Key chapters at the centre of the book are devoted to Elizabeth I’s “favourites,” Robert Dudley, Earl of Leicester, Sir Christopher Hatton and Robert Devereux, Earl of Essex. Doran dismisses the speculation, which has existed since the sixteenth century and persists in films and historical novels today, that Elizabeth had affairs with these courtiers. Instead, the book discusses the political role of these men and takes them seriously as influential figures at the Queen’s court. The Earl of Essex, who is often dismissed as a vain and empty headed youth, in fact earned an MA from Cambridge at the age of sixteen and displayed a consistent desire to serve the Queen on the battlefield. The women in Elizabeth I’s circle have already received extensive analysis in the recent books The Queen’s Bed: An Intimate History of Elizabeth’s Court by Anna Whitelock and Elizabeth’s Women by Tracy Borman but Doran provides some fresh insights and challenges the longstanding view that the Queen was inherently hostile to the marriages of her ladies-in-waiting.
Elizabeth I and Her Circle is essential reading for anyone interested in Queen Elizabeth I, her court and the wider Tudor dynasty in the sixteenth century. Doran strips away centuries of mythology surrounding Elizabeth I, revealing the interplay between her personal relations with family, courtiers and counselors and the political decisions she made as Queen. In her dealings with her circle, Elizabeth placed her interests as Queen above any personal rivalries or attachments. The Queen’s most lasting relationship was with England and her subjects.
Next Week: Becoming a Romanov: Grand Duchess Elena of Russia and Her World (1807-1873) by Marin Soroka and Charles A. Ruud.
On September 9, 2015, Queen Elizabeth II will become the longest reigning monarch in Britain’s history. Her 63 year reign has encompassed so many distinct phases (See the series of articles that I wrote in honour of the Queen’s Diamond Jubilee in 2012: The Young Queen of Canada, The Controversial Queen of Canada, The Celebrity Queen of Canada and The Jubilee Queen of Canada) that it’s easy to forget that when she ascended to the throne in 1952, she faced all the expectations that were directed toward British women in the 1950s in addition to nearly a thousand years of royal tradition.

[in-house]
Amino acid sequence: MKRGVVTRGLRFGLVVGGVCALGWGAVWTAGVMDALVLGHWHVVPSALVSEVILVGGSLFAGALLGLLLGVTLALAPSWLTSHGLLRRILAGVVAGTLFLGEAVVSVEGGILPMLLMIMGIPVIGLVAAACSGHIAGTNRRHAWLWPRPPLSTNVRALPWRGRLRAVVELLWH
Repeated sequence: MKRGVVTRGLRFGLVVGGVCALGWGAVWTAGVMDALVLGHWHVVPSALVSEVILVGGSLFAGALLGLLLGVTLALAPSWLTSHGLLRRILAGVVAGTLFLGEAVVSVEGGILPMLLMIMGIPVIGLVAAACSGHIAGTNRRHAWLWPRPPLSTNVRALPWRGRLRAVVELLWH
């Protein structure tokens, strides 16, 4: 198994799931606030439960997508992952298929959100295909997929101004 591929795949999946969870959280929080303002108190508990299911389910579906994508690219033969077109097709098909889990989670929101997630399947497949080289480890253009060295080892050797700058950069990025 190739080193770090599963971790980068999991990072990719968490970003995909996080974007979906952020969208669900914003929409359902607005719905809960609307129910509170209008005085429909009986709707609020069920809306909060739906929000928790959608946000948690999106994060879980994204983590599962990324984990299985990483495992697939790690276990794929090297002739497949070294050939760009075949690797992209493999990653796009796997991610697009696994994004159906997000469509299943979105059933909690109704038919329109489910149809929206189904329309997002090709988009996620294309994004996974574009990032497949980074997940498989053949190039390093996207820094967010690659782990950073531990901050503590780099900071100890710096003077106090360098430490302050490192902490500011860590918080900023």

In Perfect Wives in Ideal Homes: The Story Of Women In The 1950’s, Virginia Nicholson, author of Millions Like Us: Women’s Lives in the Second World War and Singled Out: How Two Million Women Survived without Men After the First World War, provides a social history of women’s lives in Britain in the 1950s. Popular culture expected them to be Perfect Wives in Ideal Homes but whether the women profiled in Nicholson’s book lived in palaces or council houses, their homes rarely conformed to ideals. Throughout the decade, the two most prominent women in Britain were Queen Elizabeth II, whose marriage and motherhood appeared to conform to 1950s expectations and Princess Margaret who struggled in the face of overwhelming pressure to “settle down” with a suitable husband.
The Queen’s coronation in 1953 was one of the most memorable events of the decade and Nicholson presents a vivid account of women’s engagement in the ceremony, from the Queen herself at the centre of events, to the women involved in the coverage and planning to spectators of all social backgrounds including peeresses in the galleries of Westminster Abbey, Londoners camped on the sidewalk in the rain and the thousands of women who watched the ceremony on their first television set. Although the monarch was female, the BBC journalists who covered the event were male with the exception of one female commentator and four “back-up girls” in charge of providing human interest stories. There were plenty women involved in the preparations, however, including Constance Spry, who created the floral decorations and Rosemary Hume, who invented “coronation chicken.”